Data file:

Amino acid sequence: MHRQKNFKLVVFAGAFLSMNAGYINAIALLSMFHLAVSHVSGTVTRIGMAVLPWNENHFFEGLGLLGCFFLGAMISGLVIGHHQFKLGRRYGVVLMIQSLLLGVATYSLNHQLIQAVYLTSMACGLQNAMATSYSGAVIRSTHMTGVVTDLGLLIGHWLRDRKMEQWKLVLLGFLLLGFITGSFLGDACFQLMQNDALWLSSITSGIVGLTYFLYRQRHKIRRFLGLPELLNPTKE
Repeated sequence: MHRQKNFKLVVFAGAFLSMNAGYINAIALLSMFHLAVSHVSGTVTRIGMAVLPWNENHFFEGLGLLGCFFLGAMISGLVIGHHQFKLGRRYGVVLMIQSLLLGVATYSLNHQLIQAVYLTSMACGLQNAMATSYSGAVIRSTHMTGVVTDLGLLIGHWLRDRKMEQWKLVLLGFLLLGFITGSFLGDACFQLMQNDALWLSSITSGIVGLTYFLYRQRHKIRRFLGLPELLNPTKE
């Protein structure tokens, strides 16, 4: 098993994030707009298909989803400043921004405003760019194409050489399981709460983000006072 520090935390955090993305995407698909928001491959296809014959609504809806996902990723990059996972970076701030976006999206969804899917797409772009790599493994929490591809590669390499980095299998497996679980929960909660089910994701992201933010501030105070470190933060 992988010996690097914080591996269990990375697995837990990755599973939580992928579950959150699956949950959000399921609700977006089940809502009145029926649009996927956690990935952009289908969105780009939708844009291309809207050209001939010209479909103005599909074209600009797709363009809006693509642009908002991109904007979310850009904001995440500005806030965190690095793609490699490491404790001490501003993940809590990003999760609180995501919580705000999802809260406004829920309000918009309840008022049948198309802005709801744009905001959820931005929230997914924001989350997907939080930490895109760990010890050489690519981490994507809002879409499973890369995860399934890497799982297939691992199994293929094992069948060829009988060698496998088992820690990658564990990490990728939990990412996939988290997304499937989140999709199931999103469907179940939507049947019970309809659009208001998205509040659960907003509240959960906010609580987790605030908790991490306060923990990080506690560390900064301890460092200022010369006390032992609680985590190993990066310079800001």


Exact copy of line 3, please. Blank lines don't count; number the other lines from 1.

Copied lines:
């Protein structure tokens, strides 16, 4: 098993994030707009298909989803400043921004405003760019194409050489399981709460983000006072 520090935390955090993305995407698909928001491959296809014959609504809806996902990723990059996972970076701030976006999206969804899917797409772009790599493994929490591809590669390499980095299998497996679980929960909660089910994701992201933010501030105070470190933060 992988010996690097914080591996269990990375697995837990990755599973939580992928579950959150699956949950959000399921609700977006089940809502009145029926649009996927956690990935952009289908969105780009939708844009291309809207050209001939010209479909103005599909074209600009797709363009809006693509642009908002991109904007979310850009904001995440500005806030965190690095793609490699490491404790001490501003993940809590990003999760609180995501919580705000999802809260406004829920309000918009309840008022049948198309802005709801744009905001959820931005929230997914924001989350997907939080930490895109760990010890050489690519981490994507809002879409499973890369995860399934890497799982297939691992199994293929094992069948060829009988060698496998088992820690990658564990990490990728939990990412996939988290997304499937989140999709199931999103469907179940939507049947019970309809659009208001998205509040659960907003509240959960906010609580987790605030908790991490306060923990990080506690560390900064301890460092200022010369006390032992609680985590190993990066310079800001």